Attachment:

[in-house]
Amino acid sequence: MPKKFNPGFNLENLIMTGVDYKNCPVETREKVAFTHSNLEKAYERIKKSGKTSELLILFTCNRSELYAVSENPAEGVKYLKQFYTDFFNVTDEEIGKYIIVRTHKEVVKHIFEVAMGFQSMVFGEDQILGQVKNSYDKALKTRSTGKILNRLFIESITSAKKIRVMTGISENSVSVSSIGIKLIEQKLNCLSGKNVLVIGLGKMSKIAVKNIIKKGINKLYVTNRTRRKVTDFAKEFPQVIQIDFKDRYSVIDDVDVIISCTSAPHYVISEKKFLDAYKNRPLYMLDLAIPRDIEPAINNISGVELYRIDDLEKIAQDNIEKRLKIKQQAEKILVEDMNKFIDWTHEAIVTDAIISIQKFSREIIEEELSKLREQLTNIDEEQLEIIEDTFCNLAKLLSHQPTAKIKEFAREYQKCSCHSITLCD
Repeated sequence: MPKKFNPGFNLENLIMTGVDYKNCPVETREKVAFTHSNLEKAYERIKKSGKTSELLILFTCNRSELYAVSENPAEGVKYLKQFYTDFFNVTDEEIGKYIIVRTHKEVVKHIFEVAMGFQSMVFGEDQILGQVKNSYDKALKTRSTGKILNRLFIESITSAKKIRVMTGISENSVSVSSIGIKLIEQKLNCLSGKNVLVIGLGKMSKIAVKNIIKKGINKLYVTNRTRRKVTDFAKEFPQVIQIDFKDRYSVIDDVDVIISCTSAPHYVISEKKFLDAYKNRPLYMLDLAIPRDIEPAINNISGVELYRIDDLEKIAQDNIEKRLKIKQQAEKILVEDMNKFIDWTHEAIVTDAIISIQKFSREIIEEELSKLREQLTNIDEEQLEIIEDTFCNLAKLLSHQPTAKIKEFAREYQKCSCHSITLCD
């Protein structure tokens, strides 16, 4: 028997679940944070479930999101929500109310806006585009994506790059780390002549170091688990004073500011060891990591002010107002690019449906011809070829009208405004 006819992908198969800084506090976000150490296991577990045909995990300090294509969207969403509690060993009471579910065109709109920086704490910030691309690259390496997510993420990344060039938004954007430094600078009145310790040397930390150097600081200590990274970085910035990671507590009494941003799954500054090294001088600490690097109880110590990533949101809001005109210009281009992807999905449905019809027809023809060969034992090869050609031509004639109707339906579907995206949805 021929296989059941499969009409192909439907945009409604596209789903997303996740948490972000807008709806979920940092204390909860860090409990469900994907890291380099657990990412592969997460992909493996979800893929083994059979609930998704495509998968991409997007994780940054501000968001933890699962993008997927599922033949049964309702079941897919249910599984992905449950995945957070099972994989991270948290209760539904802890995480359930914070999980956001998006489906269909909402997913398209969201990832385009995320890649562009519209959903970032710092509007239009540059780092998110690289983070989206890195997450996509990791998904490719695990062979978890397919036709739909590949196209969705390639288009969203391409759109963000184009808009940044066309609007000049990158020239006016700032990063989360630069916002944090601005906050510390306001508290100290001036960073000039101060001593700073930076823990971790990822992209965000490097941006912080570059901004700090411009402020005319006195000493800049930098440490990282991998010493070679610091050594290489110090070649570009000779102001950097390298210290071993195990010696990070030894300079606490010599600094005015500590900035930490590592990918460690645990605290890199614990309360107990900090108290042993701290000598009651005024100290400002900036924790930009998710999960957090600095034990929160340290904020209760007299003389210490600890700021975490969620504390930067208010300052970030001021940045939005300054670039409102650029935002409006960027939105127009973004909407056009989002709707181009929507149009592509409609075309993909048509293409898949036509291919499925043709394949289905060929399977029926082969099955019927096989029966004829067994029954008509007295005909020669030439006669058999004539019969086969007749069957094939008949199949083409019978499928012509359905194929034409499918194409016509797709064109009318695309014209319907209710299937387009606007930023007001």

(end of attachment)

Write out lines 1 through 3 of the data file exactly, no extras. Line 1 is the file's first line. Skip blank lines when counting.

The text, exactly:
[in-house]
Amino acid sequence: MPKKFNPGFNLENLIMTGVDYKNCPVETREKVAFTHSNLEKAYERIKKSGKTSELLILFTCNRSELYAVSENPAEGVKYLKQFYTDFFNVTDEEIGKYIIVRTHKEVVKHIFEVAMGFQSMVFGEDQILGQVKNSYDKALKTRSTGKILNRLFIESITSAKKIRVMTGISENSVSVSSIGIKLIEQKLNCLSGKNVLVIGLGKMSKIAVKNIIKKGINKLYVTNRTRRKVTDFAKEFPQVIQIDFKDRYSVIDDVDVIISCTSAPHYVISEKKFLDAYKNRPLYMLDLAIPRDIEPAINNISGVELYRIDDLEKIAQDNIEKRLKIKQQAEKILVEDMNKFIDWTHEAIVTDAIISIQKFSREIIEEELSKLREQLTNIDEEQLEIIEDTFCNLAKLLSHQPTAKIKEFAREYQKCSCHSITLCD
Repeated sequence: MPKKFNPGFNLENLIMTGVDYKNCPVETREKVAFTHSNLEKAYERIKKSGKTSELLILFTCNRSELYAVSENPAEGVKYLKQFYTDFFNVTDEEIGKYIIVRTHKEVVKHIFEVAMGFQSMVFGEDQILGQVKNSYDKALKTRSTGKILNRLFIESITSAKKIRVMTGISENSVSVSSIGIKLIEQKLNCLSGKNVLVIGLGKMSKIAVKNIIKKGINKLYVTNRTRRKVTDFAKEFPQVIQIDFKDRYSVIDDVDVIISCTSAPHYVISEKKFLDAYKNRPLYMLDLAIPRDIEPAINNISGVELYRIDDLEKIAQDNIEKRLKIKQQAEKILVEDMNKFIDWTHEAIVTDAIISIQKFSREIIEEELSKLREQLTNIDEEQLEIIEDTFCNLAKLLSHQPTAKIKEFAREYQKCSCHSITLCD